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Streaming TV Delays a Growing Headache for Sports Fans

Jeff Kotuby

Picture this: you’re in the Kansas City metro area, watching last Sunday’s thrilling Divisional Round matchup against the Bills. Josh Allen just connected with Gabriel Davis for what seems like their 10th TD of the night and you think your team is absolutely done for. You suddenly hear a roar from the viewing party across the street and your group chat blows up. You look up at your screen and…the kick returner is letting the ensuing kickoff go into the endzone. It’s only once your feed catches up that you see what all the fuss was about.

It’s not fun being the sports fan on the streaming delay and, according to research conducted by Phenix, folks are just plain tired of the massive delays brought on by streaming live sporting events.

When shown a video that depicts delays at various intervals compared to the live feed at the stadium, US sports viewers were frustrated with the delays in the stream while watching the game.

Of those surveyed, 16 percent said the video was the most frustrating 80 seconds of their life and would definitely not continue watching, and 21 percent were frustrated and would likely not continue watching.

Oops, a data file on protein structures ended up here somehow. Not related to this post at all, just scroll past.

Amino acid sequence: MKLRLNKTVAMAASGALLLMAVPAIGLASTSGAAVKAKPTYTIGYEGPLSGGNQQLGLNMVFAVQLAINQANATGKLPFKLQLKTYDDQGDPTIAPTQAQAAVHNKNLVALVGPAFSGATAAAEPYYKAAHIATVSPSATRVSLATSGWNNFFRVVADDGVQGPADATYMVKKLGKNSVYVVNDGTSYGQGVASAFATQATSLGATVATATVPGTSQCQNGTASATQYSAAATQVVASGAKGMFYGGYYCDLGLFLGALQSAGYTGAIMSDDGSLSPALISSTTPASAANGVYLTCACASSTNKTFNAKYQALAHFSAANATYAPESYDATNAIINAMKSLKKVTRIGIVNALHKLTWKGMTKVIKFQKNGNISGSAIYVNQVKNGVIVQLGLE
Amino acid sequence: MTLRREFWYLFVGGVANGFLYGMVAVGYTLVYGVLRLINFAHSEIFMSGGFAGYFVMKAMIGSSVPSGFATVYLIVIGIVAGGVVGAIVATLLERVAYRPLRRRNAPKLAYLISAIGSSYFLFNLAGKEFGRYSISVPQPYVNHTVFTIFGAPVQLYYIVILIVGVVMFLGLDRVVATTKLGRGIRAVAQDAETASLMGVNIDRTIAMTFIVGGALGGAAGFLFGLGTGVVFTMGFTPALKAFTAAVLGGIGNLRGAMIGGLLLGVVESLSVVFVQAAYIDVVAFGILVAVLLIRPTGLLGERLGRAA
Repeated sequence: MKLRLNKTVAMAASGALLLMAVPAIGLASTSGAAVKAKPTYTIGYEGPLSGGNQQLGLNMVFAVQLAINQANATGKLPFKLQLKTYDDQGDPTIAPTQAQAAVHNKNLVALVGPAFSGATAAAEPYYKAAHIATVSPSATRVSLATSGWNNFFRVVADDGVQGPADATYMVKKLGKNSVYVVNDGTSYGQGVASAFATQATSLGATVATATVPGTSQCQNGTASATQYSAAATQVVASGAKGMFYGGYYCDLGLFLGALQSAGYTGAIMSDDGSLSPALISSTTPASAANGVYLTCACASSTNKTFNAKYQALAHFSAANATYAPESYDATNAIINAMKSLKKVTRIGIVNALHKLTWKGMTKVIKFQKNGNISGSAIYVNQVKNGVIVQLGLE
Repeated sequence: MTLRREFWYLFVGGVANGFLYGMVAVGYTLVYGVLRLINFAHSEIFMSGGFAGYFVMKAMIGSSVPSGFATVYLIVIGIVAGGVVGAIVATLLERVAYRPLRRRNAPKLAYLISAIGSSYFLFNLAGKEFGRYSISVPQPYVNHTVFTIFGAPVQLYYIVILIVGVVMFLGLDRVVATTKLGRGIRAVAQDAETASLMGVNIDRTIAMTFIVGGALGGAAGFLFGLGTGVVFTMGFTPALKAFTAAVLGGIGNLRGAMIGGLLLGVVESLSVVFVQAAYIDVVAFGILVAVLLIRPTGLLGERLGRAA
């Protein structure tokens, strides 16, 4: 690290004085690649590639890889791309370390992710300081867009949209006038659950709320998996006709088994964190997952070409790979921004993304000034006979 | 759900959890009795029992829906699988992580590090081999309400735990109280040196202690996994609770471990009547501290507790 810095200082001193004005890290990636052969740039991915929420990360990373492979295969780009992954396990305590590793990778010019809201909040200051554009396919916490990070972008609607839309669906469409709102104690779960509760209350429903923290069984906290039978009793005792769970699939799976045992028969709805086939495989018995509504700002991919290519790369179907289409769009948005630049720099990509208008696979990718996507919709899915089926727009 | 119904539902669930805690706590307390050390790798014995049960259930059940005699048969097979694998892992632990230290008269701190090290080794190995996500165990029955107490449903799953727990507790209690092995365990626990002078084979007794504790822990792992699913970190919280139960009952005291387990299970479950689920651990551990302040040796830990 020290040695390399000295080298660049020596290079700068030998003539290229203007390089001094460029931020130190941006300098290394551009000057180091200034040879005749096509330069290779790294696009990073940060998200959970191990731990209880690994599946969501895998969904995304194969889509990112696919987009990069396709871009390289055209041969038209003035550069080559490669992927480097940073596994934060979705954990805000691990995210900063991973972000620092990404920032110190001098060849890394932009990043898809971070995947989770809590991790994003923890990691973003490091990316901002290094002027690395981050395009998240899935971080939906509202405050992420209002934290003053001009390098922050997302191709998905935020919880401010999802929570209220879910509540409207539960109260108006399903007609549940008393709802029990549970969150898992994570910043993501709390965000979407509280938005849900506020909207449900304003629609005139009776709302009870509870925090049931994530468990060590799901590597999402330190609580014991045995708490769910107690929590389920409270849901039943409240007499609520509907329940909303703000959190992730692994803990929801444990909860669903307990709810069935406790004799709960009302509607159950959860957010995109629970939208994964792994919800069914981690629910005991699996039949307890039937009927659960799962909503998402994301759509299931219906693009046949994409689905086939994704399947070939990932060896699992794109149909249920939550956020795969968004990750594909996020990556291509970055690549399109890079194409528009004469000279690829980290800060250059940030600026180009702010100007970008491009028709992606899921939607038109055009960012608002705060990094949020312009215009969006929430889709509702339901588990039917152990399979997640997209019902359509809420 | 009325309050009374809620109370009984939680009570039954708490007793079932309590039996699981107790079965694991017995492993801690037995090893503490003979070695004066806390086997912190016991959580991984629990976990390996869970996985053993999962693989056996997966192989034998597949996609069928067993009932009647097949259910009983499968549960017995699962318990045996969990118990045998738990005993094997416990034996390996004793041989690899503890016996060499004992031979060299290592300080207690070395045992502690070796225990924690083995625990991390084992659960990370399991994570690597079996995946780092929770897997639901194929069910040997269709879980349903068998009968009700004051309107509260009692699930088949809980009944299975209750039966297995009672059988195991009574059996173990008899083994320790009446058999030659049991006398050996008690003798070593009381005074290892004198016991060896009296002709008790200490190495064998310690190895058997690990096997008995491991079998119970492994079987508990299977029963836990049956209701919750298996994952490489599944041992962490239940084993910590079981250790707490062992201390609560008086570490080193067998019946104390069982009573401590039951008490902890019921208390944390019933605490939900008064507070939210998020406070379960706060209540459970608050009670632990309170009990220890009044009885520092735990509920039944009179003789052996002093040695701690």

Overall, 72 percent were frustrated with how slow the delay was, and of those 72 percent that were frustrated, 38 percent would turn the game off completely because of the delay/they were so frustrated.

Imagine being one of those people who turned off Chiefs/Bills because of streaming frustration?

Delays are an issue, though, especially as live TV streaming services look to engage in time-sensitive aspects of modern sports viewership like betting. In that case, a viewer in the stadium or watching OTA could have an unfair advantage over those watching with a streaming-induced delay. FuboTV CEO David Gandler, whose company has fully embraced sports betting as an integral part of its business model says its sportsbook will have failsafes in place to prevent fans watching elsewhere from having an advantage.

“The actual syncing of the physical bet is tied to real-time,” Gandler said in a recent interview. “What the system may not do is they may not show you something where you won’t have time to bet. For example, it won’t allow you to bet on every single serve (in a tennis match) and allow you to bet on every other serve. There are many ways that we can mitigate [disadvantages caused by delays]…This is not a way to do robo-betting where people need to have the ability to put all their bets in, that’s not what we’re here to do. We’ll let [others] keep that market, our job is a little bit different.”

So what’s a streaming company to do? Obviously, they’ll need to figure out how to mitigate delays on their broadcasts and there’s a great opportunity coming up for them to start figuring that out — Super Bowl LVI. Between YouTube TV, fuboTV, DIRECTV STREAM, Hulu Live TV, Peacock, the NFL App, and the Yahoo Sports app, someone has to figure out how to trim time off of the streaming delays and bring their broadcasts out of the proverbial Stone Age into the 2020s.

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